The next section of the Catechism's explanation of theft takes us again into the realm of economics and political theory. There can be no fraudulent dealing, including weights and measures. Economists have long understood that modern fractional reserve banking is a violation of this principle. Fractional reserve banking, with its attendant practice of printing or coining money as the political state demands, lowers the value of existing money. This defrauds people of their current purchasing power. It is, by this standard, wrong, just as removing landmarks or refusing to keep the terms and conditions of a contract are wrong. Our politicians who confiscate property, even for supposedly good causes, are guilty of removing landmarks to substitute their own. Thus we can see that the Eighth Commandment has the potential for a large-scale change to modern politics.

Restraining Economic Appetites
Oppression, extortion, usury, bribery, vexatious lawsuits, unjust enclosures, and depopulations are a curious mix. Yet they have this in common: they are there to put a restraint on unbridled economic appetites. Do not oppress or extort to get your own way. No usury (charging of interest) or bribery as a way to make ourselves wealthier. Lawsuits, often seen as a way of getting rich (for lawyers, if not for plaintiffs), should be reasonable. No unjust enclosures or depopulations as a way of driving up the price or keeping others from getting their share. Similarly, engrossing products, that is trying to get a monopoly situation in a product or service in order to command higher prices, is prohibited. What a world we would live in if people followed these rules!

The Catechism writers also give us the broad principles that govern their understanding. We should neither take nor withhold from our neighbor, especially if our motives are covetousness, greed, or worse, envy. We must learn to modify our economic appetite for worldly goods. On the other hand, their prohibition against idleness and prodigality ensure that we balance this. Economic goods are necessary. We must eat, clothe ourselves, our family, and, if we are faithful, use the wealth God gives us to expand His kingdom. This kingdom is built, however, by the expansion of Christian homes, businesses, and schools, so there is a balancing act. We must expand our wealth, but we may not make it a goal in itself. The attainment of wealth must serve God and His purposes.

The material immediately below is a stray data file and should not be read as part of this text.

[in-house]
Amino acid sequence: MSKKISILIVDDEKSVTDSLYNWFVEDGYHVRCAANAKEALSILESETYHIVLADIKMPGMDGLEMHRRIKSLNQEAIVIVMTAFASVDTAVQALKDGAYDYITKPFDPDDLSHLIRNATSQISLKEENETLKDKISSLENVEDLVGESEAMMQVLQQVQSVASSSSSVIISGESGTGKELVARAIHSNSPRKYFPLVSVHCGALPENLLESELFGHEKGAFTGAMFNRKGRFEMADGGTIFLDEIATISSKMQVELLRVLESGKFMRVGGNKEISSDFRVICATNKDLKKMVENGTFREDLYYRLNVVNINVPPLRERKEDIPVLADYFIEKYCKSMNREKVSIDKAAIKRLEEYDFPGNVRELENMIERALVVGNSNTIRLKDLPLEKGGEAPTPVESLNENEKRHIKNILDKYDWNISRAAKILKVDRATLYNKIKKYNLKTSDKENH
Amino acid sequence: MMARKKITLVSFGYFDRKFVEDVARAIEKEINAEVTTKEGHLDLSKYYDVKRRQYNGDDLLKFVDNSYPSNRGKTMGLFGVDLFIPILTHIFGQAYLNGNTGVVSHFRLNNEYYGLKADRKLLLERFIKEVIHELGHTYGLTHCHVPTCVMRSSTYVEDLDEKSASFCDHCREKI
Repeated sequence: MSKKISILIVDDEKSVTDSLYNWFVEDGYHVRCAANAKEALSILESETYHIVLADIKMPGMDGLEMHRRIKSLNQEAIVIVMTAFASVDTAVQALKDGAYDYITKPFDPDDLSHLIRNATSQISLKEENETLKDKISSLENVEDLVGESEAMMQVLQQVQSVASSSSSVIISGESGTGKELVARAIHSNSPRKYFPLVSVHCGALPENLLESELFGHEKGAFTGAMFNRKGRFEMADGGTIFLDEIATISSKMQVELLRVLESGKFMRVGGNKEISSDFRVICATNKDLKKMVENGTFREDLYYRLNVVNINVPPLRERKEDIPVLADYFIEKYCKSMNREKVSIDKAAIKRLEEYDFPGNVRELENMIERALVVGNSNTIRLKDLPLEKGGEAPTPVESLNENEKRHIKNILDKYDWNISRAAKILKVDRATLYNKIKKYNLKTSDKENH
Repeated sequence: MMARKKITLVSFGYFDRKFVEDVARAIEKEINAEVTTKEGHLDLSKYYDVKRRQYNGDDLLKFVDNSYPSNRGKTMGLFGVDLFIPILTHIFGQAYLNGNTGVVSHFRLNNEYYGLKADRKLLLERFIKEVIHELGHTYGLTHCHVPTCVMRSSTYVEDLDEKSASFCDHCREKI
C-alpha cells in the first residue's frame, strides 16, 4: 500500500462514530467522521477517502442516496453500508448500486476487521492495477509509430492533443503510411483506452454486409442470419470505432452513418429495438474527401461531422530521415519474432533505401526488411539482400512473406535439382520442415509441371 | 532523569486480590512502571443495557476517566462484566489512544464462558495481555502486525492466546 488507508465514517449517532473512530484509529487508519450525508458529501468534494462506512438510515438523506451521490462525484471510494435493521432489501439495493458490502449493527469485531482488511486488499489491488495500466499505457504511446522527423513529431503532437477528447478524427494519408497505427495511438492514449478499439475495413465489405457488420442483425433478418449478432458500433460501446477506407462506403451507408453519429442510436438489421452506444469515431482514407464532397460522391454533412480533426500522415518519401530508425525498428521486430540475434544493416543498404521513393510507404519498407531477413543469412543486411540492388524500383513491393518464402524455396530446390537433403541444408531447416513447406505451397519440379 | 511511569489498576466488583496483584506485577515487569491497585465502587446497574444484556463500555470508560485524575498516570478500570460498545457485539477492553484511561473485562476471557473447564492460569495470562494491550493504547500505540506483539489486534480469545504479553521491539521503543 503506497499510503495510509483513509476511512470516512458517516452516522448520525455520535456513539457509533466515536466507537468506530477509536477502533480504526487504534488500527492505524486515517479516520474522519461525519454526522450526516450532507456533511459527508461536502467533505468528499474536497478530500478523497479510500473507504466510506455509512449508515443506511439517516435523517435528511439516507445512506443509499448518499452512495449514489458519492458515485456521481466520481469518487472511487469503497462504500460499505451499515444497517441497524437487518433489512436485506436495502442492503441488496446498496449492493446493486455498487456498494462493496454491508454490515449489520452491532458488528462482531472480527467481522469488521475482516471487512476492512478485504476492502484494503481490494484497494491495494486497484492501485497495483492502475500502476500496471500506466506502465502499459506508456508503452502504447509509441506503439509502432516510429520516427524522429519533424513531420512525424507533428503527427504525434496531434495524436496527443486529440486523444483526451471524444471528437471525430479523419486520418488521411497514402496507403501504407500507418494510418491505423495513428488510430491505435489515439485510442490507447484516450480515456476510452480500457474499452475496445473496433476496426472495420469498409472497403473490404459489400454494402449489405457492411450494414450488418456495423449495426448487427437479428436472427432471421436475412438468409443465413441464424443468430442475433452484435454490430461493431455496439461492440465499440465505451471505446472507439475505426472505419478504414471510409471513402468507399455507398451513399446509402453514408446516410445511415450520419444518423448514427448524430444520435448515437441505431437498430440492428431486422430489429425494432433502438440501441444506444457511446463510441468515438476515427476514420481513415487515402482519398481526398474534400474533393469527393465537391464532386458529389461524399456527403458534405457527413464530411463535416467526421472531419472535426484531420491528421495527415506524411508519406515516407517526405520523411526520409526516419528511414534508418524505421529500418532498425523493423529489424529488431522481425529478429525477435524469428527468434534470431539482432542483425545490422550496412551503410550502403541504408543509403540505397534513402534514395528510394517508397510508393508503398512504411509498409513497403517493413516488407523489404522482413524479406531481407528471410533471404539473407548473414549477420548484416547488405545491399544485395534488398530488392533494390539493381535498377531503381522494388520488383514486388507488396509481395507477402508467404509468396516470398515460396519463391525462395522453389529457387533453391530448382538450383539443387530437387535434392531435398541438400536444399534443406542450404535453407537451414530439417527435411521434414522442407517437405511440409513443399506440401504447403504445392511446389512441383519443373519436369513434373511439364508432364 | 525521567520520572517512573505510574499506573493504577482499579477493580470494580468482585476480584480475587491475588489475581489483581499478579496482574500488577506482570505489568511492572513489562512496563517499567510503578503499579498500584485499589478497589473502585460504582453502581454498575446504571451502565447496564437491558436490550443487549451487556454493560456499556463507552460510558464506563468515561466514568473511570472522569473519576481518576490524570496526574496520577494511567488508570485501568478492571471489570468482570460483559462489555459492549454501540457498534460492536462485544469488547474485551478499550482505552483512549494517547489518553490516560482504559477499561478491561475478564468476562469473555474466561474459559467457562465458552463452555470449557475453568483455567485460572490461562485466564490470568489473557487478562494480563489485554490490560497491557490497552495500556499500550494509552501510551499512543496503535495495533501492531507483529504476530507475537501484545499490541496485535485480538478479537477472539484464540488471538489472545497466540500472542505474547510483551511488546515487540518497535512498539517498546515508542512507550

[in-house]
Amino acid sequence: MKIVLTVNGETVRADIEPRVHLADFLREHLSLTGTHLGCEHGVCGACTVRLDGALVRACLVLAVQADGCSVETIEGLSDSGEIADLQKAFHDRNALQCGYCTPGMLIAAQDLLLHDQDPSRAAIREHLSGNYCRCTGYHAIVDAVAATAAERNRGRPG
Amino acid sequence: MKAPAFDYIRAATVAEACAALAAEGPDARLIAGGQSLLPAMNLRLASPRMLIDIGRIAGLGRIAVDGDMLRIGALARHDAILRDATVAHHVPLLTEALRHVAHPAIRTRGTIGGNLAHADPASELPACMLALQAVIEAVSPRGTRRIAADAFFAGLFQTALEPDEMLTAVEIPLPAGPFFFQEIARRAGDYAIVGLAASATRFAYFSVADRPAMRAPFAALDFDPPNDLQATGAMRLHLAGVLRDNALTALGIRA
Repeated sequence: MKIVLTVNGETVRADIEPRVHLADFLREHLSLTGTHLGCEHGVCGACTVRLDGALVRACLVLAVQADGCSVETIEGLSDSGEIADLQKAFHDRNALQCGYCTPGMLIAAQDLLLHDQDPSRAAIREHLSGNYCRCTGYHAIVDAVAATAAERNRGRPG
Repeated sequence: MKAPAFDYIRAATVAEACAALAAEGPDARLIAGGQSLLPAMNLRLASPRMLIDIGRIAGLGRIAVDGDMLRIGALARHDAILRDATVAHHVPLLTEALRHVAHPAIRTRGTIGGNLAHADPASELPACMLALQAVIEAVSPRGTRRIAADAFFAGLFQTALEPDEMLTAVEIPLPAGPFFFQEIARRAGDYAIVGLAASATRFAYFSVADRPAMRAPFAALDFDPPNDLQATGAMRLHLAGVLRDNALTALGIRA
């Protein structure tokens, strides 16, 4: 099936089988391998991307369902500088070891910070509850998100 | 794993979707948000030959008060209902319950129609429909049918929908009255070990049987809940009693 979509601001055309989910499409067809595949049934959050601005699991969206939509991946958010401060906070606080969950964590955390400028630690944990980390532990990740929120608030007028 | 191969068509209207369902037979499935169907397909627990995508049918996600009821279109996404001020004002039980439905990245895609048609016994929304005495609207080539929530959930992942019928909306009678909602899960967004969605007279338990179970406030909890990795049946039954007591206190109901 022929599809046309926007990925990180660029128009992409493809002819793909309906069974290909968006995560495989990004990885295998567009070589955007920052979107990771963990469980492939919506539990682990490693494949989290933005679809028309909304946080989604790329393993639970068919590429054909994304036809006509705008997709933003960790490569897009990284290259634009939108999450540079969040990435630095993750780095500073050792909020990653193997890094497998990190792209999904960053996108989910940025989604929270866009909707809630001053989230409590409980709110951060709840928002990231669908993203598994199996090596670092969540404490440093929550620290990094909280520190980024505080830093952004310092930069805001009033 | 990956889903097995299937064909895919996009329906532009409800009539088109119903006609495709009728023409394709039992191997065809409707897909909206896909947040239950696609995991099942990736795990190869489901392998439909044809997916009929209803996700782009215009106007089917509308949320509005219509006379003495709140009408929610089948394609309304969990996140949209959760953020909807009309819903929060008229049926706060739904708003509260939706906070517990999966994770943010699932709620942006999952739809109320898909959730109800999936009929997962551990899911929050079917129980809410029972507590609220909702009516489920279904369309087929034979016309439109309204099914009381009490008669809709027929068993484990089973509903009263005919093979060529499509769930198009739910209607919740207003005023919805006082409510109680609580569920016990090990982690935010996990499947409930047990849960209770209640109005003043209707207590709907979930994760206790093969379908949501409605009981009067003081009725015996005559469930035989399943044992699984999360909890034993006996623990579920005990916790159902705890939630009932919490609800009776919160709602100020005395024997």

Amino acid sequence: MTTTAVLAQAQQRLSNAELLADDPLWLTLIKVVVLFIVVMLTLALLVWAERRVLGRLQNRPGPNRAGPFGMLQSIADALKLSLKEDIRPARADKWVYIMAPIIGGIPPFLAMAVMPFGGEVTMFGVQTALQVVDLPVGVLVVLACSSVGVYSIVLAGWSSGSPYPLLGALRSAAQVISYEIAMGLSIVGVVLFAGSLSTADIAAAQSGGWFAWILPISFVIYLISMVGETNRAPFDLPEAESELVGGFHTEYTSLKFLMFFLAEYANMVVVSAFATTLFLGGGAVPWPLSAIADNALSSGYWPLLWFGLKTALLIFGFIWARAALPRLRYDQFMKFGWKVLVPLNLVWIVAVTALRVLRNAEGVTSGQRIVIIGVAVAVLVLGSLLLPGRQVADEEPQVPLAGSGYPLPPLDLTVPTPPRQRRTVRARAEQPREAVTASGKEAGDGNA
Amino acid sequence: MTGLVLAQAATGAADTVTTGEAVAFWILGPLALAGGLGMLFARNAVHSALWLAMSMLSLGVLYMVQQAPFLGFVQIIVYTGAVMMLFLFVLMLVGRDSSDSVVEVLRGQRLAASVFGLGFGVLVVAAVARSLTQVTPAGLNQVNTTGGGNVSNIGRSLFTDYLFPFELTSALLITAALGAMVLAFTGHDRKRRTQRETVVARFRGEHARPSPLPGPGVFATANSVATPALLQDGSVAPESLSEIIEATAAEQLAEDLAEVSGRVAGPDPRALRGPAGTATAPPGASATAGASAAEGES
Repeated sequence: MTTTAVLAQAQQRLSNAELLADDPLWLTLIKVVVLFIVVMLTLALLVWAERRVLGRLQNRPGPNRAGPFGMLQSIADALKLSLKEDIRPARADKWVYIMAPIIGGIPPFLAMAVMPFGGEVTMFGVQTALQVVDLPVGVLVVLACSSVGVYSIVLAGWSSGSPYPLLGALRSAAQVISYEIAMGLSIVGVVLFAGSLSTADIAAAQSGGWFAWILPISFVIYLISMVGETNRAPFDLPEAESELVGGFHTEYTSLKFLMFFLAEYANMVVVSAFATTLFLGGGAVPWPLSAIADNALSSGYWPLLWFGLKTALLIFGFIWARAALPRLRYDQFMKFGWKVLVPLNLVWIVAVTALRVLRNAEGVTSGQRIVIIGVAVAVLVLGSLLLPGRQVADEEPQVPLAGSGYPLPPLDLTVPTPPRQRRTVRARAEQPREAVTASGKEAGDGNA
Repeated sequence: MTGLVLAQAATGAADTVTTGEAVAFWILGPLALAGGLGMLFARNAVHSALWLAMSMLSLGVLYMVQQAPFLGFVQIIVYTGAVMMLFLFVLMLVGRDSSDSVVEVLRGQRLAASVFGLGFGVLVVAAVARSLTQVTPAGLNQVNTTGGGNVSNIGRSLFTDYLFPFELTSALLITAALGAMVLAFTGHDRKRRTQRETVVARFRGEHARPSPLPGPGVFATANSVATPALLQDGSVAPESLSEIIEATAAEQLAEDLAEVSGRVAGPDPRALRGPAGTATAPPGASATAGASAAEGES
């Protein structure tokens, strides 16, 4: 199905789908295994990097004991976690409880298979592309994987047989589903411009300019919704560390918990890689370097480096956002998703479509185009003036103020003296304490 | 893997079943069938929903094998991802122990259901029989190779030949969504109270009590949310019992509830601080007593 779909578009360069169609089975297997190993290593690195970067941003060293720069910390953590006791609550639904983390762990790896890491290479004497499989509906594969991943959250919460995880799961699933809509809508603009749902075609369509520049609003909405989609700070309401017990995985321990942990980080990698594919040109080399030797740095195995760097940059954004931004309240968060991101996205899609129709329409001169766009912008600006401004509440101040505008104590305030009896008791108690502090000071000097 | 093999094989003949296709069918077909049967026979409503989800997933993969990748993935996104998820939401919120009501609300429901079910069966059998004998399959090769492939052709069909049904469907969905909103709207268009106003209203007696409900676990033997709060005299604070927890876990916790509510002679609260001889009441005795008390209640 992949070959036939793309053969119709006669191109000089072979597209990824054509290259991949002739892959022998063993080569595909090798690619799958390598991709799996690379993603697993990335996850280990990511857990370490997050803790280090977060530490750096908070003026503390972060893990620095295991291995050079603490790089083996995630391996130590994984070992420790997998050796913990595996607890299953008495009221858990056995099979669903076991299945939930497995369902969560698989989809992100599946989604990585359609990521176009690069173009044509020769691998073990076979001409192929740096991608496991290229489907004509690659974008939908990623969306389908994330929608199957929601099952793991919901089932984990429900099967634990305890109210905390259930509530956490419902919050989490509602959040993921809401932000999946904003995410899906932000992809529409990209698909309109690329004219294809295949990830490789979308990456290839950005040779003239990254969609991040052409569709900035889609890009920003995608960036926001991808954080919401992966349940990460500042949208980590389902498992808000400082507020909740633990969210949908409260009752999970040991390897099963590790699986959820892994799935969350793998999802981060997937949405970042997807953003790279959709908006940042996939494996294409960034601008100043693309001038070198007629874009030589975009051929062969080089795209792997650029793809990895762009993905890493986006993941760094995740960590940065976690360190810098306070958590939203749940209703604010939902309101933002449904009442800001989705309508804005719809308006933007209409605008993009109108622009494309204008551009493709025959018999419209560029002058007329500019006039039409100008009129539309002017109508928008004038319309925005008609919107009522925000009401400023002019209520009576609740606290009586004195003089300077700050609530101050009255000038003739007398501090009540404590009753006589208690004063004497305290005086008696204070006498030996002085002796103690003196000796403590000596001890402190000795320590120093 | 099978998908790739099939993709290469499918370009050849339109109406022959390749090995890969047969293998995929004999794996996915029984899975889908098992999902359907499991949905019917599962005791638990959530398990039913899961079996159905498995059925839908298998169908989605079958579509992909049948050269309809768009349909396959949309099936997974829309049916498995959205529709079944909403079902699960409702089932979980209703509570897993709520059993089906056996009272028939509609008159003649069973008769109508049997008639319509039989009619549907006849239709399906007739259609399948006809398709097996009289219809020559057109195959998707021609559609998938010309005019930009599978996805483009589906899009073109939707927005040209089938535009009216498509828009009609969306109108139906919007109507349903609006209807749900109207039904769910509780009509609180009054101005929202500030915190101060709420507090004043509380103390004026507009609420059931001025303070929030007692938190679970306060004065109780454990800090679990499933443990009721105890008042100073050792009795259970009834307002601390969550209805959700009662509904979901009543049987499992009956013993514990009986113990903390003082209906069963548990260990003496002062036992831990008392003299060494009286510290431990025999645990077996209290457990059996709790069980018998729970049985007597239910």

We may not, the Catechism concludes, defraud ourselves of the "due use and comfort" of the wealth that God has given us. In an age where state and national governments rely on gaming as a major source of government revenue, thereby encouraging gambling in various forms, the inclusion of "wasteful gaming" in the list of prohibitions included in the Eighth Commandment is a timely reminder that our wealth is not our own. We are not free to do whatever we like with it. Wealth carries with it duties and obligations that are prescribed in the Word of God.

The Larger Catechism's understanding of the Eighth Commandment is drawn from a study of the Bible. By and large, contemporary Christianity does not find this the way to discover God's will for our lives. Instead, it advocates the mystical leading of the Holy Spirit as a substitute for Bible Study and exegesis of the Holy Scriptures. The result has been a minimal understanding of the Eighth Commandment as well as the other nine. Consequently, there is no criticism, for example, of fractional reserve banking or the modern welfare state from the Christian community. It's as if the Holy Spirit, in the way He is purported now to lead, ignores His own Holy Scriptures and provides a less comprehensive set of instructions.

In the final part of this study, I want to explore what is wrong with some contemporary understandings of the Commandments based on the Westminster Standards, and why this has placed Christianity in a state of borderline irrelevance to the economic culture in which we find ourselves.

See Part 4

See Part 1

See Part  2

  • Ian Hodge

Ian Hodge, Ph.D. (1947–2016) was a long-term supporter of Chalcedon and an occasional contributor to Faith for All of Life. He was also a business consultant in Australia, USA, Canada, and New Zealand, and a prominent piano teacher in Australia.